My grandmother passed away this week (December 12, 2010). She was 103. Back in 2000, when she was a young 93, I dedicated my second book on prayer, Bring Back the Glory, to her and to my other two grandmas who, by then, had already gone to their rest. The dedication read, “To my three grandmothers—Pearl ‘Mama’ Jacobs, 1902–1998; Reva Bernice Owens, 1916–1996; and Gertrude ‘Little Mother’ Williams, 1907– ?” Today, I can write in 2010 on the other side of the hyphen to signify a close to the earthly chapter of Little Mother’s life. Each of these dear women reflected God’s glory in their own lives and left an enduring legacy of faith to their families.
Part of the legacy that Little Mother leaves to her family and friends is prayer—not formulaic or ritual prayers, but intimate conversations with God, as if she were speaking with a friend. Little Mother wasn’t so much a prayer warrior as she was God’s friend, who maintained a lifelong connection with Him through prayer. Thus, it would have been as strange for her to consult a book on how to pray as it would be for you to pull up a You Tube video on how to breathe. To Little Mother, prayer just came naturally.
I recall some of our phone conversations. She lived in Los Angeles and I live in Nampa, Idaho, so we didn’t get to see each other that often. And after age 99 or so, her hearing wasn’t the best, so our phone calls were brief. She was always happy to hear from me and my kids, and she was never lacking in gratitude to God for her longevity and pride for her family.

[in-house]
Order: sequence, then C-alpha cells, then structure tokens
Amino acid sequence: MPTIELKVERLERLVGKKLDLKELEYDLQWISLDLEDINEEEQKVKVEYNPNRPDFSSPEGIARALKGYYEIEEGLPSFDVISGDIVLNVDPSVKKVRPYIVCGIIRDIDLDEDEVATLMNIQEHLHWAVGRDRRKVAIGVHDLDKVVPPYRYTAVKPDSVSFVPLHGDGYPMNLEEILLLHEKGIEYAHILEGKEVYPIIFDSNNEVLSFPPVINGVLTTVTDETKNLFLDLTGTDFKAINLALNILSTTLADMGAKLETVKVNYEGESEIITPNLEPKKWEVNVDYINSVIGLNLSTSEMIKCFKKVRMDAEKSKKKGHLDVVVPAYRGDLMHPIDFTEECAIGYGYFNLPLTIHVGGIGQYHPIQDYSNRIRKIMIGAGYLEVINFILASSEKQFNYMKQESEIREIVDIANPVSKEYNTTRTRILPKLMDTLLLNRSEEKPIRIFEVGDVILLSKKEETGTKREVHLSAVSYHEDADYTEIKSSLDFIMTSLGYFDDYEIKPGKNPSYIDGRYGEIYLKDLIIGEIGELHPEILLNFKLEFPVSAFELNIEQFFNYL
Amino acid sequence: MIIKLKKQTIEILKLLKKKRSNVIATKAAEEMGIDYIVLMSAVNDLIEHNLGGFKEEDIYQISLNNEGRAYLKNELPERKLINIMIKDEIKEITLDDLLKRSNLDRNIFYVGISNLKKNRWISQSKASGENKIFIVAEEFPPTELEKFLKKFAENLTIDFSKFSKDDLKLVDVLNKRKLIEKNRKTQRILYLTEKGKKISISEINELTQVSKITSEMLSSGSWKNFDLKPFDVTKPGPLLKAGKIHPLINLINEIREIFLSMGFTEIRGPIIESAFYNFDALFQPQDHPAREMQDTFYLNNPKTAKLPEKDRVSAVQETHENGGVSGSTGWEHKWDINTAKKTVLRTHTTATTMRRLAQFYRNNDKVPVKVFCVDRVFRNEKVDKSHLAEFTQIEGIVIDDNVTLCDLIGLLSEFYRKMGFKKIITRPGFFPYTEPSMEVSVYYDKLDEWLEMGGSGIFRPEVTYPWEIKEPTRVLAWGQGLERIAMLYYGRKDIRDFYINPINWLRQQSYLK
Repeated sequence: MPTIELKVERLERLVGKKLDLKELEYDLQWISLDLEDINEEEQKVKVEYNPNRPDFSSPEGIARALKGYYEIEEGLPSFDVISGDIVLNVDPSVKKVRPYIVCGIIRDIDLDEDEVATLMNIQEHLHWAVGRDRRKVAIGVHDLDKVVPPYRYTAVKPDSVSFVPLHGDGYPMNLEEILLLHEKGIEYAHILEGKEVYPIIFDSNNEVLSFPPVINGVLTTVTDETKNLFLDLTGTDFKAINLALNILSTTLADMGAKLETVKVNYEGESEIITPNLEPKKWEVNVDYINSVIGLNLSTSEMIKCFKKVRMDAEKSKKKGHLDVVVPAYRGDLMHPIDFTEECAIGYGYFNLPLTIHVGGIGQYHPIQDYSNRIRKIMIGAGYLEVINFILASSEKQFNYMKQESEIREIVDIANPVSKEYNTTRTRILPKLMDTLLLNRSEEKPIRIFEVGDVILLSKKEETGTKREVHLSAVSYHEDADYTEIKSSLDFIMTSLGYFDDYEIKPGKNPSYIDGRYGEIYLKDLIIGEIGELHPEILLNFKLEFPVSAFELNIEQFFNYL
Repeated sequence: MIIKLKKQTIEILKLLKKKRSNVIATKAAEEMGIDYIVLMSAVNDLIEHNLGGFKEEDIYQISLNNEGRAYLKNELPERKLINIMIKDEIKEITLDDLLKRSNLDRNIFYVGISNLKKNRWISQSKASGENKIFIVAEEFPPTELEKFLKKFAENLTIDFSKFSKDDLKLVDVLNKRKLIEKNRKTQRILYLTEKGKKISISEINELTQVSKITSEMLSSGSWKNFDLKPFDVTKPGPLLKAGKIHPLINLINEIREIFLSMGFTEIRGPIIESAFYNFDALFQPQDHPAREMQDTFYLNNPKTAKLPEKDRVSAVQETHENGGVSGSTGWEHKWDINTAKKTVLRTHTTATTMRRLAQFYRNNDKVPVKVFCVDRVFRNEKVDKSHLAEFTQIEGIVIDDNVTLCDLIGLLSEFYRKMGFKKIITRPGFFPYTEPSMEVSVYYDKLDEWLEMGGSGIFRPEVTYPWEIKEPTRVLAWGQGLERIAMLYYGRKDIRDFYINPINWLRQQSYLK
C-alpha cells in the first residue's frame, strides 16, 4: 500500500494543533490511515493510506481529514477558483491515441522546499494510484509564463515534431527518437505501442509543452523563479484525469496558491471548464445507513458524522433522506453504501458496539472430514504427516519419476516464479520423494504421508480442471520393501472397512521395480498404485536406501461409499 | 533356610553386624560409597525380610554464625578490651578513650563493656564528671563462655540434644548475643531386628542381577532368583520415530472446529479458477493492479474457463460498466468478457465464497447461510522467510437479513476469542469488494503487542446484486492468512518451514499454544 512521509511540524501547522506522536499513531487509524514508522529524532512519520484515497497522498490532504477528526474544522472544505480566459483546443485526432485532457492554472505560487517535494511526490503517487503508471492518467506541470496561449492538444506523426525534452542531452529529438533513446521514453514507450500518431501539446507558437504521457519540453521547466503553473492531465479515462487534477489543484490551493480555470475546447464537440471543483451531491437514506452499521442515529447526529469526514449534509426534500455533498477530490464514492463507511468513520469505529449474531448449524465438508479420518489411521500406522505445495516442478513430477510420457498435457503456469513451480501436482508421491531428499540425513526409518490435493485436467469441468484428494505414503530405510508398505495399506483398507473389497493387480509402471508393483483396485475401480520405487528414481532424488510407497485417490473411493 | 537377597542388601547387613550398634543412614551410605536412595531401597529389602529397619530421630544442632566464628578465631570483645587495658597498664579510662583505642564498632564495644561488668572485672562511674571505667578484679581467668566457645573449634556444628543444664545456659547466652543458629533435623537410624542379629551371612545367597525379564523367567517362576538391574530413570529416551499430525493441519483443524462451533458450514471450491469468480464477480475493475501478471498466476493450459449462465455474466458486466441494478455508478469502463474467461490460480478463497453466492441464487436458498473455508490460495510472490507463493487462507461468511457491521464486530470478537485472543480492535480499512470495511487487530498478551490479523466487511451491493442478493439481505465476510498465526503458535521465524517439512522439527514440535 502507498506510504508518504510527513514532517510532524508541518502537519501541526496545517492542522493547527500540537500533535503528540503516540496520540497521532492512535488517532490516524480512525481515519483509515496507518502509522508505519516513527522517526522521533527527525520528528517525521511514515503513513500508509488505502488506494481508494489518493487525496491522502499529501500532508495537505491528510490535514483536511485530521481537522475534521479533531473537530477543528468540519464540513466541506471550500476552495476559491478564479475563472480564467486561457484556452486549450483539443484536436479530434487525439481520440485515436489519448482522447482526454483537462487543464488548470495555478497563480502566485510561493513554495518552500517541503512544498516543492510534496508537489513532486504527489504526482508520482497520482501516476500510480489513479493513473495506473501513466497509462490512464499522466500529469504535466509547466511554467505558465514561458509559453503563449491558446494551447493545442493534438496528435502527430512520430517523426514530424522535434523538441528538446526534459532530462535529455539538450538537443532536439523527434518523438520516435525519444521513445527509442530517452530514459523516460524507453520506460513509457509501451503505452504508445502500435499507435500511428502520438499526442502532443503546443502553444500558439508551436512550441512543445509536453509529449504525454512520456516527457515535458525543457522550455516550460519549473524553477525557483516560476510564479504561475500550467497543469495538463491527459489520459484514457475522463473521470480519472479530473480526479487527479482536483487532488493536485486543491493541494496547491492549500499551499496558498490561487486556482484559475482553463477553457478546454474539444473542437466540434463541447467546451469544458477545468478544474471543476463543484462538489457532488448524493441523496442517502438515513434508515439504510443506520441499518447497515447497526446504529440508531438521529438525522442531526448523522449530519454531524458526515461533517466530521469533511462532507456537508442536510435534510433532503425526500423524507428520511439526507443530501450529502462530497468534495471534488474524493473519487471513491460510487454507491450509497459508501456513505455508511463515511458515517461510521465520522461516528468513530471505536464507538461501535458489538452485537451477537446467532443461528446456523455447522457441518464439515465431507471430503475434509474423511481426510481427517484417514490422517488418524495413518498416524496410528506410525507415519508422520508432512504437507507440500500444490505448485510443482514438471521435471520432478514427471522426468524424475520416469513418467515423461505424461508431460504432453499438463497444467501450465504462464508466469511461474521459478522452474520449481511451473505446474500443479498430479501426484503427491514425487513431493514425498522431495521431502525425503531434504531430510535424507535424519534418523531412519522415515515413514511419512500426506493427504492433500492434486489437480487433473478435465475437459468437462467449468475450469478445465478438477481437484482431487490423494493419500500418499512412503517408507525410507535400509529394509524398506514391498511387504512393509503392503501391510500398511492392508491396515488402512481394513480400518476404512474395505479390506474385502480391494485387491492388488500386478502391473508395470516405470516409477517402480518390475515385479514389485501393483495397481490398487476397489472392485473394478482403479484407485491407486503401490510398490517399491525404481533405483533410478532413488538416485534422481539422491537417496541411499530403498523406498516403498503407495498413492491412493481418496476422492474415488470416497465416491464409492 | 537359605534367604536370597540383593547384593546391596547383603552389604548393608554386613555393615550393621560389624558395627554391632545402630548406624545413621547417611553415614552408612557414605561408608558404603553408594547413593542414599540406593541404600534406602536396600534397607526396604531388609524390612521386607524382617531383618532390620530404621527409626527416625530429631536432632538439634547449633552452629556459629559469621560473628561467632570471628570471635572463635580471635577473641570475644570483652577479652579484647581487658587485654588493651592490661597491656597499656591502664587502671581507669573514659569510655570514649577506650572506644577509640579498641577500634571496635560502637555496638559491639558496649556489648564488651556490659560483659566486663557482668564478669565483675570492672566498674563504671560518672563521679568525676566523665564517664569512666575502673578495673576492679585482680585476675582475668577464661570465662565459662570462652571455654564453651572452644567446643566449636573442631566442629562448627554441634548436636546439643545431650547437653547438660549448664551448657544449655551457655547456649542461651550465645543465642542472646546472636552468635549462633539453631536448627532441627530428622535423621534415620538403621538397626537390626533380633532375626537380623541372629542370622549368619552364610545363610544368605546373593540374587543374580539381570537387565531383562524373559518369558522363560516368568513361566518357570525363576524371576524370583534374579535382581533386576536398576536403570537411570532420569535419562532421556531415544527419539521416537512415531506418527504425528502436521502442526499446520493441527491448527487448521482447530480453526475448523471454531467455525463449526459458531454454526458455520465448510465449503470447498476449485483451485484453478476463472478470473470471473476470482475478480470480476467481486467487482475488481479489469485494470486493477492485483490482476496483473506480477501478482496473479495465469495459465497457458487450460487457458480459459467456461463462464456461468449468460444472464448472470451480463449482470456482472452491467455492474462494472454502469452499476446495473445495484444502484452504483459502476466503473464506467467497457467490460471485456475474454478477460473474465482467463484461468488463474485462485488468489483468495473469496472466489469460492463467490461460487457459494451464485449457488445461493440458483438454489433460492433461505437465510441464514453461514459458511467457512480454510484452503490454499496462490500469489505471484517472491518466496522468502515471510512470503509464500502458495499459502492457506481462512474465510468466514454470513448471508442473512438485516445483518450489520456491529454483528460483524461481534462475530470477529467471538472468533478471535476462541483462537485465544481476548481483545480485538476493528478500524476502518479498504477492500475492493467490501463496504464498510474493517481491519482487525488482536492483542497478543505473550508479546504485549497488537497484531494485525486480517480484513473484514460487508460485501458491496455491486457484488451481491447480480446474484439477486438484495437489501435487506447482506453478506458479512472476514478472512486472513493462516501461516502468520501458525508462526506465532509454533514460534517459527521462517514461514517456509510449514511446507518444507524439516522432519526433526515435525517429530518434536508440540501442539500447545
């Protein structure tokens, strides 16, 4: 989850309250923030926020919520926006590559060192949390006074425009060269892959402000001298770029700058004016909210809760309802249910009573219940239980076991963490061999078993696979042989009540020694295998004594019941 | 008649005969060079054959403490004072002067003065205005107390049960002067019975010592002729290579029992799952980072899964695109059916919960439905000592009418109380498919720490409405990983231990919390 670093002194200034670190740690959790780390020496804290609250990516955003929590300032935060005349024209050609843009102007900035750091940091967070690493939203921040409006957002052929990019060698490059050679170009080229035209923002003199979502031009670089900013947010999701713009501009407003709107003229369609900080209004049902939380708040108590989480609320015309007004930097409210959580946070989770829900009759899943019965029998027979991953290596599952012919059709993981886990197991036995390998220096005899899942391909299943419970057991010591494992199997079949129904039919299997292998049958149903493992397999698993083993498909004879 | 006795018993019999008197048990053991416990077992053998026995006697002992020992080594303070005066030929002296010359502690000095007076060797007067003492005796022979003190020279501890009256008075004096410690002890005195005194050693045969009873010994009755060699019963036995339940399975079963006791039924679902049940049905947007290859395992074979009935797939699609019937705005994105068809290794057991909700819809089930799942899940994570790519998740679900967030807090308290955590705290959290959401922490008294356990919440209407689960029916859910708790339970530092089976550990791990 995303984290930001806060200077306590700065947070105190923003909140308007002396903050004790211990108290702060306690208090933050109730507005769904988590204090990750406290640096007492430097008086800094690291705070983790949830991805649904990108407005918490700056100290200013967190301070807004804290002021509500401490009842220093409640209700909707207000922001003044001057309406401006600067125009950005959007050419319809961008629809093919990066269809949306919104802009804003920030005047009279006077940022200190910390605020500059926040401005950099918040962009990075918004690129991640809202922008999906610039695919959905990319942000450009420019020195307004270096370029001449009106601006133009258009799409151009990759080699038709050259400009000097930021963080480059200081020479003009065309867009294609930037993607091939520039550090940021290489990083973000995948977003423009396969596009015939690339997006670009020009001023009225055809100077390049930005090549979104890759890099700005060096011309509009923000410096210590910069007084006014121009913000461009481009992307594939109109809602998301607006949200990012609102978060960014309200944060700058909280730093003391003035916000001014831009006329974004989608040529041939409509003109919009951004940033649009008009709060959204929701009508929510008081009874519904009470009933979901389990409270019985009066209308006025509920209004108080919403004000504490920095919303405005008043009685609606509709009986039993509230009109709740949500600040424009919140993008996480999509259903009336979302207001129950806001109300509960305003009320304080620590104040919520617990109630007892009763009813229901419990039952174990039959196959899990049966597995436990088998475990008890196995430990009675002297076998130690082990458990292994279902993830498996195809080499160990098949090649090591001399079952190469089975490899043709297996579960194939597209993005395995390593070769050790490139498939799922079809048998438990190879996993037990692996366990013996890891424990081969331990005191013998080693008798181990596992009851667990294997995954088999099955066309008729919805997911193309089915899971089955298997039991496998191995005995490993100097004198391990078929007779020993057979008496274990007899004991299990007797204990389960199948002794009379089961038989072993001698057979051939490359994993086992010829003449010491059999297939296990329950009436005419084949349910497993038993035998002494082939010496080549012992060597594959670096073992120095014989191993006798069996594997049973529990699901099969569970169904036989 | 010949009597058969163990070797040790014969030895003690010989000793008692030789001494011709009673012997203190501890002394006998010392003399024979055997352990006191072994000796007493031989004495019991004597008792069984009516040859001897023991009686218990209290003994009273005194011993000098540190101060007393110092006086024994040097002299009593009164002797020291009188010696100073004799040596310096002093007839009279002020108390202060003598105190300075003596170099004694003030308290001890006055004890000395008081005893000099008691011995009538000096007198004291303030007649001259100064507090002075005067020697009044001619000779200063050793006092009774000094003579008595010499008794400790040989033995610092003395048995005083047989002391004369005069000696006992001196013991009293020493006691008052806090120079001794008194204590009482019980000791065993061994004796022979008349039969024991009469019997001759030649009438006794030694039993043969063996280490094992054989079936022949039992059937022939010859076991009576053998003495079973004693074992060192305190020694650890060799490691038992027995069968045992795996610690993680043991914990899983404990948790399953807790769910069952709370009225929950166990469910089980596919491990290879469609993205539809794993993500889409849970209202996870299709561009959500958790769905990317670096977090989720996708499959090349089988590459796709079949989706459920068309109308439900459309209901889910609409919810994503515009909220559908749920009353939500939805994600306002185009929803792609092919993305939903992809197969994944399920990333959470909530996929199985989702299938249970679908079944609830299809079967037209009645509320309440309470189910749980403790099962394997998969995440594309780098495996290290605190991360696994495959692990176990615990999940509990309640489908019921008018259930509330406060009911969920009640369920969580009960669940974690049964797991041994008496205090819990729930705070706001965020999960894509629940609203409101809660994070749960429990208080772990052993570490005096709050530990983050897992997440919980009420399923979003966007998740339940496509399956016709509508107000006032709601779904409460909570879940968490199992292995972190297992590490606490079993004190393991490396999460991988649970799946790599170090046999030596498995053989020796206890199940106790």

Prayer is a relationship
Funny, whenever we talked, I never Googled “five ways to call your 100-year-old grandma.” I never worried about whether I was sitting or standing or whether I was holding the phone in my hand or had it wedged between my shoulder and my ear. I just talked to her. A connection was made. A relationship maintained.
And that’s why I pray—to maintain a relationship.
Prayer is foremost a relational experience with God. That’s why the opening of the Lord’s Prayer— the model prayer for citizens of the kingdom of heaven—is such a joyful surprise and such a scandal.
After showing the disciples what prayer isn’t (Matthew 6:5– 8), Jesus revealed the essence of prayer by teaching them to say, “Our Father . . .” Those two words define both the power of prayer and the nature of the kingdom of heaven—the fatherhood of God! Understand this: The power of prayer is not in formulas or techniques. It’s in the relationship between God and the pray-er.
We’re so accustomed to talking about having a personal relationship with God that we can’t appreciate how Jesus’ words exploded into the ears of those who heard them for the first time. Of all the things the disciples had ever learned about prayer, this was certainly not one of them. They were not even permitted to say the name of God aloud, let alone refer to Him as “our Father.”